BS EN ISO 10704:2015 pdf download – Water quality — Measurement of gross alpha and gross beta activity in non-saline water — Thin source deposit method
4 Principle IMPORTANT — Gross alpha and gross beta determinations are not absolute determinations of the sample alpha and beta radioactive contents, but relative determinations referred to specific alpha and beta emitters that constitute the standard calibration sources. In order to obtain a thin deposit directly on a planchet, the sample can be progressively evaporated to dryness at a temperature below about 85 °C. Alternatively, for alpha determination, it can be concentrated via a coprecipitation, the filtered coprecipitate being measured on to the planchet (Reference [3]). The gross alpha and gross beta activity of the deposit is measured by counting in an alpha- and beta-particle detector or counting system previously calibrated against alpha- and beta-emitting standards. When suspended matter is present in a significant quantity, a filtration step is required and the gross alpha and gross beta activity can also be determined for the material retained on the filter. IMPORTANT — Due to the ingrowth of radon daughters over time, the results are dependent on the time elapsed between sample preparation and measurement. For comparison purposes, it is recommended that the measurement be performed at the same time after the preparation of the sample. 5 Chemical reagents and equipment
5.1 Reagents All reagents shall be of recognised analytical grade and shall not contain any detectable alpha and beta activity, except for radioactive standards solutions.
5.1.1 Standard solutions Alpha standard The choice of alpha standard depends on the knowledge of the type of radioactive contaminant likely to be present in the waters being tested. In general, this leads to a choice between naturally occurring and man-made alpha emitters. Commonly used standards of artificial alpha-emitting radionuclides employed for this purpose are 241 Am solutions and 239 Pu solutions. When 239 Pu is used, the presence of 241 Pu as an impurity shall be taken into account as it leads to growth of 241 Am in prepared standard solutions of sources. When 241 Am is used, take into account the potential interferences of its gamma emission. NOTE An uranium compound of certified natural or known isotopic composition has one arguable advantage, in that its specific activity can be calculated from established physical constants and isotopic abundance date which are independent of the calibration procedures of a particular organisation. However, an uranium compound of known isotopic composition is difficult to obtain. Furthermore, since the energies of the alpha emissions from uranium isotopes are less than those from the artificial transuranic nuclides, the use of a uranium standard tends to give a high result for transuranic elements. Beta standard The choice of beta standard depends on knowledge of the type of radioactive contaminant likely to be present in the waters being tested. As a natural material, 40 K as potassium chloride, dried to constant mass at 105 °C, can be used. Standard solutions of artificial beta-emitting radionuclides 90 Sr 90 Y are commonly used.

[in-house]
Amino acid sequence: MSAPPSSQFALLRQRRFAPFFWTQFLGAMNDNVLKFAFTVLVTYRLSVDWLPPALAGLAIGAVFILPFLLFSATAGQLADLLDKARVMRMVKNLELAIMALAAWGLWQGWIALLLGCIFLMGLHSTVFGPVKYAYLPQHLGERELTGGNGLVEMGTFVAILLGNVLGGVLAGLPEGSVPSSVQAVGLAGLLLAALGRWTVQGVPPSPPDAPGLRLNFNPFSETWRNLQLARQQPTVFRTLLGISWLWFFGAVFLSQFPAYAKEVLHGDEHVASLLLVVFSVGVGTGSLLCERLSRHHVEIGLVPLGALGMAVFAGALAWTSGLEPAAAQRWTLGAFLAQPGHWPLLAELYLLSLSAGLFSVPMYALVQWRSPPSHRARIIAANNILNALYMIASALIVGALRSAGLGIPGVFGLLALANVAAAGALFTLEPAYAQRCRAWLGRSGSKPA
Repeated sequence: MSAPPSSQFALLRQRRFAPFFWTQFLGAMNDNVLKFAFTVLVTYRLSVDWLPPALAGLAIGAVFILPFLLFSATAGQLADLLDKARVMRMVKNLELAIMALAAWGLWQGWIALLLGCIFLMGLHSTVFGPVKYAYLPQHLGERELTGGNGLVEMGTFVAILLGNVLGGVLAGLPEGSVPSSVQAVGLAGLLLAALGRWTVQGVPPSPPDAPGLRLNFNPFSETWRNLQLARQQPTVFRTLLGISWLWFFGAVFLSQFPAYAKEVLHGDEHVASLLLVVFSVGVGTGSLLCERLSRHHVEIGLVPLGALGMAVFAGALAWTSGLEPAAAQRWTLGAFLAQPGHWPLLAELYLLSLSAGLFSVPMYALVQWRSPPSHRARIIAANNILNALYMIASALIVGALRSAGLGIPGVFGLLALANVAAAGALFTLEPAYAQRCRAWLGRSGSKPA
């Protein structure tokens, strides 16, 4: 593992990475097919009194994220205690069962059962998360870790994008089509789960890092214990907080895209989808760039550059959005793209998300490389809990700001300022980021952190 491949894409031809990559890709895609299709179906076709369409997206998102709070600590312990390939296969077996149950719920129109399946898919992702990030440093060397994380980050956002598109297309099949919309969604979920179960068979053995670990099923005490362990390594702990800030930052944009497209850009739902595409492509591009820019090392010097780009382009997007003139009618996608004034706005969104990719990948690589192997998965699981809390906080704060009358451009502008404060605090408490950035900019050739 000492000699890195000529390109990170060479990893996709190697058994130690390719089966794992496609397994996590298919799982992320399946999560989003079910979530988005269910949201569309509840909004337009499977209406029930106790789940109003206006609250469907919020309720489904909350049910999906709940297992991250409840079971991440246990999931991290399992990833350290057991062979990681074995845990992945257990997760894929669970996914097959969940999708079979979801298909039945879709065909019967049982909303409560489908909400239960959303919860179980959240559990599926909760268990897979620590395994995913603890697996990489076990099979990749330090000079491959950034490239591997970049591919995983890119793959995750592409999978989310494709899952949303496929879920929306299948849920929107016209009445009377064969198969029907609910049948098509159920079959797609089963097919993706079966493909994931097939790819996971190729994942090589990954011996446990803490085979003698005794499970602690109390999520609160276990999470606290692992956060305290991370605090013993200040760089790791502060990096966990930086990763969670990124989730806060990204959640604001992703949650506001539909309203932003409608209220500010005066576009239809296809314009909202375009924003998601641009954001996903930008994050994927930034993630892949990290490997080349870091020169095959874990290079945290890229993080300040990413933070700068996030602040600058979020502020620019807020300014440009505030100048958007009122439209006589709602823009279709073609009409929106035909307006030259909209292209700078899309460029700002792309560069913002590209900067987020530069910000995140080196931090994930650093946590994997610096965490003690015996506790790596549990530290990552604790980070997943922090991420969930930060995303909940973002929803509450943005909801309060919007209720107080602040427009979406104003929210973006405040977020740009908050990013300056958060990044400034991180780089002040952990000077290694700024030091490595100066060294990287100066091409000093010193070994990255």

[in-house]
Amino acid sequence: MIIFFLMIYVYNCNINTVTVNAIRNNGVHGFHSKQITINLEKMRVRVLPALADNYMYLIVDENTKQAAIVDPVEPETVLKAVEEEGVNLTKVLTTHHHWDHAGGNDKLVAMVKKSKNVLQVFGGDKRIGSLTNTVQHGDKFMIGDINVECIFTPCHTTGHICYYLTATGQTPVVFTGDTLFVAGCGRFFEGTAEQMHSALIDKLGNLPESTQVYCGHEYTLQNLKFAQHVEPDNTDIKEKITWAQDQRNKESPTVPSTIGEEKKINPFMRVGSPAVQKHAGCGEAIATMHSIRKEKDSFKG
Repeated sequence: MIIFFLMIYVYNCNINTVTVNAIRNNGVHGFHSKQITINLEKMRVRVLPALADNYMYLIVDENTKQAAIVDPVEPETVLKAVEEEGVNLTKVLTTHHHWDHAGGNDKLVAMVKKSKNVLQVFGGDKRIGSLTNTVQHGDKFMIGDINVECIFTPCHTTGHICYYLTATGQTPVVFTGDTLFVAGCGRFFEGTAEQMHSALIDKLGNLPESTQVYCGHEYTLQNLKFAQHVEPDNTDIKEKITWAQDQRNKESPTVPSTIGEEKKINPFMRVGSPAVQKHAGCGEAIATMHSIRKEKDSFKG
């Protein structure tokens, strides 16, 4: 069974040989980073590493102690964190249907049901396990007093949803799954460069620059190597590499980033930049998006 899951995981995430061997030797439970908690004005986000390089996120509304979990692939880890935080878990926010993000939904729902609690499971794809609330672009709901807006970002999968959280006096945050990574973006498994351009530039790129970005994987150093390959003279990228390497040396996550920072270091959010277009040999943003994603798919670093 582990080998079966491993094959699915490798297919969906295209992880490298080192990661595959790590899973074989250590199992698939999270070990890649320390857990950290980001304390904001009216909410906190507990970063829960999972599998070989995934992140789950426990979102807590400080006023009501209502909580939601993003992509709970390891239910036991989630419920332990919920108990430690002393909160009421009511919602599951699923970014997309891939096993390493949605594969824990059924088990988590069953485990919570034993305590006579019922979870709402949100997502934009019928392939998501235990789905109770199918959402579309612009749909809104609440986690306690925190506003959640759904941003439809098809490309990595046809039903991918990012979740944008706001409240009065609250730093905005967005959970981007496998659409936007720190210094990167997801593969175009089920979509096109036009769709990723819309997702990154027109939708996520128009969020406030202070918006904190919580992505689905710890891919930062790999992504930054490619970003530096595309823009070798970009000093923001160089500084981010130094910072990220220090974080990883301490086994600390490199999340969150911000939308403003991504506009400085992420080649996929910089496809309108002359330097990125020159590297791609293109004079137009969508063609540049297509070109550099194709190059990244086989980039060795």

5.1.2 Wetting or surfactant agents Vinyl acetate
5.1.3 Volatile organic solvents Ethyl alcohol
5.1.4 Water, complying with the requirements of ISO 3696, grade 3.
5.1.5 Specific reagents for alpha-emitting radionuclides co-precipitation Ammonium hydroxide solution, c(NH 4 OH) = 6 mol/l. Nitric acid, concentrated, c(HNO 3 ) = 15,8 mol/l. Sulfuric acid solution, c(H 2 SO 4 ) = 1 mol/l. Iron carrier, solution of 5 mg of iron per millilitre. Barium carrier, solution of 5 mg of barium per millilitre.
5.2 Equipment
5.2.1 Laboratory equipment for direct evaporation
Usual laboratory apparatus to store and prepare the sample as specified in ISO 5667-3.
A hot plate, an automatic evaporator or any other appropriate apparatus.
5.2.2 Special equipment for alpha-emitting radionuclide co-precipitation Hot plate with stirring equipment Infrared lamp Vacuum filtration system Filters, of pore size 0,45 µm.
5.2.3 Planchet (counting trays)
The planchet shall be lipped and of stainless steel. The diameter of the planchet is determined taking account of the detector diameter and source holder dimensions of the counter used. In the specific case of co-precipitation, an annular support is used to fix the filter on to a filter holder or on to the planchet.